This recipe from renowned cookbook editor Judith Jones is a great use for leftover rice (or store-bought shelf-stable cooked rice) and meat, turning it into a Moroccan-style dish for a solo cook. If you don't have leftover meat, fry some ground meat while the eggplant is cooling.
Make Ahead: The eggplant can be roasted a day in advance, then cooled, covered and refrigerated. Stuff it just before roasting.
- 1 small whole eggplant (about 5 inches long)
- 1/2 cup cooked brown or white rice
- 1/2 cup cooked meat, finely chopped (preferably lamb; may substitute pork, beef or leftover meatloaf)
- 1 scallion (white and light-green parts), finely chopped
- 2 teaspoons pine nuts, toasted (see NOTE)
- 2 small canned tomatoes, preferably San Marzano, squeezed and cut into small dice (about 1/4 cup; may substitute 1 small fresh tomato, cut into small dice)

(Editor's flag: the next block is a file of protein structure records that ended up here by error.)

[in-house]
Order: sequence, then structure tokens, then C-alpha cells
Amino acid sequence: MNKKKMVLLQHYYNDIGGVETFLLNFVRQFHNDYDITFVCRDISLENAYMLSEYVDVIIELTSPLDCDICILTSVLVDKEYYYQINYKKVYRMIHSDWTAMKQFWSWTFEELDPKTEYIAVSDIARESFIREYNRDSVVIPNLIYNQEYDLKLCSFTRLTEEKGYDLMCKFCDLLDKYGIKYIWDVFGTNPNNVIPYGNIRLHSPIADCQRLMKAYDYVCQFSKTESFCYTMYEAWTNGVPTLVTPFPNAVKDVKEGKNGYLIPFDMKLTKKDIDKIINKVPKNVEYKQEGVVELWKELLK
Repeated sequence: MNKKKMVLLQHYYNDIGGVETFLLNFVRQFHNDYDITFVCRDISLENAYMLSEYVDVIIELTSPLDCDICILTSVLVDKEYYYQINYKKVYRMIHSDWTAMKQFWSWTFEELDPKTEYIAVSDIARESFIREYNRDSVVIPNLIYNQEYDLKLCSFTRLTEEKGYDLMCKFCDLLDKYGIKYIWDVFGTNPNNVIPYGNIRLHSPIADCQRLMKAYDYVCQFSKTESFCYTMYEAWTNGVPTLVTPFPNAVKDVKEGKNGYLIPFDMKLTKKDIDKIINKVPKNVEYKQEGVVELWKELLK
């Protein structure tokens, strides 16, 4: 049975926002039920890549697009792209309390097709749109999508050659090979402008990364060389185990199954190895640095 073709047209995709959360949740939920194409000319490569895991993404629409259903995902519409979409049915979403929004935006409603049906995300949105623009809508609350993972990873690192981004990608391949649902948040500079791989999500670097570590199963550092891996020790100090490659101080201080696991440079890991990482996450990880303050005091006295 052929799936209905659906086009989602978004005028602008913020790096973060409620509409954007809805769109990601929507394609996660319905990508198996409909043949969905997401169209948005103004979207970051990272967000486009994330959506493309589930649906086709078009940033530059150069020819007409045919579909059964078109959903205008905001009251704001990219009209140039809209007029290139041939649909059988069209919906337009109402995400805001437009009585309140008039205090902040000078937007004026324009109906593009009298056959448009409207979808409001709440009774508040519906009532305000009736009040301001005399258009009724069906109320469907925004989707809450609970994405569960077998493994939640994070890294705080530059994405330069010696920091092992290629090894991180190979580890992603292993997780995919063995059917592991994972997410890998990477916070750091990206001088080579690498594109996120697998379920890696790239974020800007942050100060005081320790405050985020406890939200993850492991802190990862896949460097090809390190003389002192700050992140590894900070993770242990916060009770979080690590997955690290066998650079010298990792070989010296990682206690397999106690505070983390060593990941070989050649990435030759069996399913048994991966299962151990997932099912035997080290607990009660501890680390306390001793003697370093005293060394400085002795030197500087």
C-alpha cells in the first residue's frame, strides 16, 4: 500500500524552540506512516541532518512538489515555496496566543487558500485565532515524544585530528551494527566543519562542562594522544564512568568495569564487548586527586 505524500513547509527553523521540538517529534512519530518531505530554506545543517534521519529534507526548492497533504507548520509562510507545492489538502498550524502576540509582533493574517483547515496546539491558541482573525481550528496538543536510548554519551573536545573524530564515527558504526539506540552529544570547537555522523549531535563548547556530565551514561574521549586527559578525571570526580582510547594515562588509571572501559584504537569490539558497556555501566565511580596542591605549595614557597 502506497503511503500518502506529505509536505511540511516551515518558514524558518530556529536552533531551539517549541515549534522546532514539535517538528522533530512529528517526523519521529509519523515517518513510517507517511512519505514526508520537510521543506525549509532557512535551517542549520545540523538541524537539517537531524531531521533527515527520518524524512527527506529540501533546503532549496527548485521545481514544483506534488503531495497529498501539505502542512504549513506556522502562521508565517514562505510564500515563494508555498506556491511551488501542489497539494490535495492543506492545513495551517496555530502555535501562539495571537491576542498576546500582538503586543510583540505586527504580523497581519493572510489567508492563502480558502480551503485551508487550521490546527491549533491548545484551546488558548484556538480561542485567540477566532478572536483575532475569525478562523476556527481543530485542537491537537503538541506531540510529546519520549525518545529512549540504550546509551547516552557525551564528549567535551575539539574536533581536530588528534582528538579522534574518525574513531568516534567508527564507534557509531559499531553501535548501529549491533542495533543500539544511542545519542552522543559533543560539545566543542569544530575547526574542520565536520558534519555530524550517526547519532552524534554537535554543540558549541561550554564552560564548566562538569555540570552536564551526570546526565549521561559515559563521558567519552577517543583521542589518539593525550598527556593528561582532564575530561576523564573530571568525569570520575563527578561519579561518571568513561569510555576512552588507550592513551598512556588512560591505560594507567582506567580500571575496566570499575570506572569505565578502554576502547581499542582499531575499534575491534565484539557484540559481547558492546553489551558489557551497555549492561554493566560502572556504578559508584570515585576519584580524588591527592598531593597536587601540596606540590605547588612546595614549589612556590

- Pinch ground cinnamon
- Kosher or sea salt
- Freshly ground black pepper
- 1 or 2 tablespoons plain dried bread crumbs
- Extra-virgin olive oil, for drizzling
Preheat the oven to 425 degrees. Line a small roasting pan with aluminum foil.
Prick the eggplant all over with a fork and place it in the pan. Roast for 35 minutes or until it is softened but hasn't fully collapsed. Let cool. Reduce the oven temperature to 400 degrees.
Cut the eggplant in half lengthwise and scoop out the flesh, leaving at least a 1/2-inch border of skin and flesh all around. Chop the extracted flesh and add it to a medium bowl, along with the rice, meat, scallion, pine nuts and tomatoes. Season with the cinnamon and the salt and pepper to taste; mix well.
Spoon the filling back into the eggplant shells, mounding it up in the middle, and arrange the halves in the roasting pan. Sprinkle the bread crumbs to taste on top of each half, then drizzle with the oil. Roast for 30 to 35 minutes or until the bread crumbs have browned.
NOTE: Toast pine nuts for 3 to 4 minutes, stirring constantly, in a dry, nonstick skillet over medium heat, until the nuts have browned evenly.
Adapted from Jones's "The Pleasures of Cooking for One" (Knopf, 2009).
Tested by Joe Yonan.
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